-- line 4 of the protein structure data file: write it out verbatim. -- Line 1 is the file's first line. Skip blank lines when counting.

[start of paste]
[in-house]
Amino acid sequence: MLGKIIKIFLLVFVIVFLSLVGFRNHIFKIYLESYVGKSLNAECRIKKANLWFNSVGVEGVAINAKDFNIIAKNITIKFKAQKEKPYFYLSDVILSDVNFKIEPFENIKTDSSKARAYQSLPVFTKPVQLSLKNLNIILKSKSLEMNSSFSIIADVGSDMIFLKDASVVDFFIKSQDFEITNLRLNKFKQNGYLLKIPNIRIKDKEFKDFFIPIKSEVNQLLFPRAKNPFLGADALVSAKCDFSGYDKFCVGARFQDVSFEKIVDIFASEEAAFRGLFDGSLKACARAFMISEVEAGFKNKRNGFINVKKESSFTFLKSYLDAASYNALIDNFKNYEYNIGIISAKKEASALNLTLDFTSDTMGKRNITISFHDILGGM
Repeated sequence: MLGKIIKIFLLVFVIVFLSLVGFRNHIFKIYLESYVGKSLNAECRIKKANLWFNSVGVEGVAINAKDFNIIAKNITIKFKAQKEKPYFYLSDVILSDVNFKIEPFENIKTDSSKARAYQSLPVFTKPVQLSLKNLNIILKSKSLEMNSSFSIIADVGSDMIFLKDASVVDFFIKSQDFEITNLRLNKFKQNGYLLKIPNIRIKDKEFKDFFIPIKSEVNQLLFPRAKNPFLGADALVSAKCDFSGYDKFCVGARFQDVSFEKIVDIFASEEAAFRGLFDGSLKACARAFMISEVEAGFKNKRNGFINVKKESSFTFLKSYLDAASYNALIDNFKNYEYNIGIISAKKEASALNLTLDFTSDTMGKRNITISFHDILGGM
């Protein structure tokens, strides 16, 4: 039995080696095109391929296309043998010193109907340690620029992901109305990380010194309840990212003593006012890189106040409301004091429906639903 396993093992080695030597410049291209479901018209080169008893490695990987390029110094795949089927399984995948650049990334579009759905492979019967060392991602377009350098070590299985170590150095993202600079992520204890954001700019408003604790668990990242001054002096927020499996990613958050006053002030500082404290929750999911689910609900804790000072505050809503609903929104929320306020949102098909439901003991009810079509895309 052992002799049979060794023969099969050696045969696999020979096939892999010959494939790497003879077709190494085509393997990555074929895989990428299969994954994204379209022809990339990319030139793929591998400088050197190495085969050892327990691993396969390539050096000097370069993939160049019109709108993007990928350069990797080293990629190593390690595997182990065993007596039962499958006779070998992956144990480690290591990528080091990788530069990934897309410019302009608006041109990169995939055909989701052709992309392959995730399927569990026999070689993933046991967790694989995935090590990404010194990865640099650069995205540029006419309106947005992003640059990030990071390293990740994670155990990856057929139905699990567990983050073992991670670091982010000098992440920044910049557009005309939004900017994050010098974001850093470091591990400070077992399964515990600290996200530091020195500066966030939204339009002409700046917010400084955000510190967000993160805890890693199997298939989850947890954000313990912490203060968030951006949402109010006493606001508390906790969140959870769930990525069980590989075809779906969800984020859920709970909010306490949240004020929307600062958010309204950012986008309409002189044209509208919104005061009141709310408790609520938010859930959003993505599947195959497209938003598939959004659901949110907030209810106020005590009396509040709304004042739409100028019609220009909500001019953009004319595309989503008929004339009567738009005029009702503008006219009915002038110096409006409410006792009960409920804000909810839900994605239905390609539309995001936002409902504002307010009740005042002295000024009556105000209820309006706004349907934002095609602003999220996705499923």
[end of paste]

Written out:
């Protein structure tokens, strides 16, 4: 039995080696095109391929296309043998010193109907340690620029992901109305990380010194309840990212003593006012890189106040409301004091429906639903 396993093992080695030597410049291209479901018209080169008893490695990987390029110094795949089927399984995948650049990334579009759905492979019967060392991602377009350098070590299985170590150095993202600079992520204890954001700019408003604790668990990242001054002096927020499996990613958050006053002030500082404290929750999911689910609900804790000072505050809503609903929104929320306020949102098909439901003991009810079509895309 052992002799049979060794023969099969050696045969696999020979096939892999010959494939790497003879077709190494085509393997990555074929895989990428299969994954994204379209022809990339990319030139793929591998400088050197190495085969050892327990691993396969390539050096000097370069993939160049019109709108993007990928350069990797080293990629190593390690595997182990065993007596039962499958006779070998992956144990480690290591990528080091990788530069990934897309410019302009608006041109990169995939055909989701052709992309392959995730399927569990026999070689993933046991967790694989995935090590990404010194990865640099650069995205540029006419309106947005992003640059990030990071390293990740994670155990990856057929139905699990567990983050073992991670670091982010000098992440920044910049557009005309939004900017994050010098974001850093470091591990400070077992399964515990600290996200530091020195500066966030939204339009002409700046917010400084955000510190967000993160805890890693199997298939989850947890954000313990912490203060968030951006949402109010006493606001508390906790969140959870769930990525069980590989075809779906969800984020859920709970909010306490949240004020929307600062958010309204950012986008309409002189044209509208919104005061009141709310408790609520938010859930959003993505599947195959497209938003598939959004659901949110907030209810106020005590009396509040709304004042739409100028019609220009909500001019953009004319595309989503008929004339009567738009005029009702503008006219009915002038110096409006409410006792009960409920804000909810839900994605239905390609539309995001936002409902504002307010009740005042002295000024009556105000209820309006706004349907934002095609602003999220996705499923």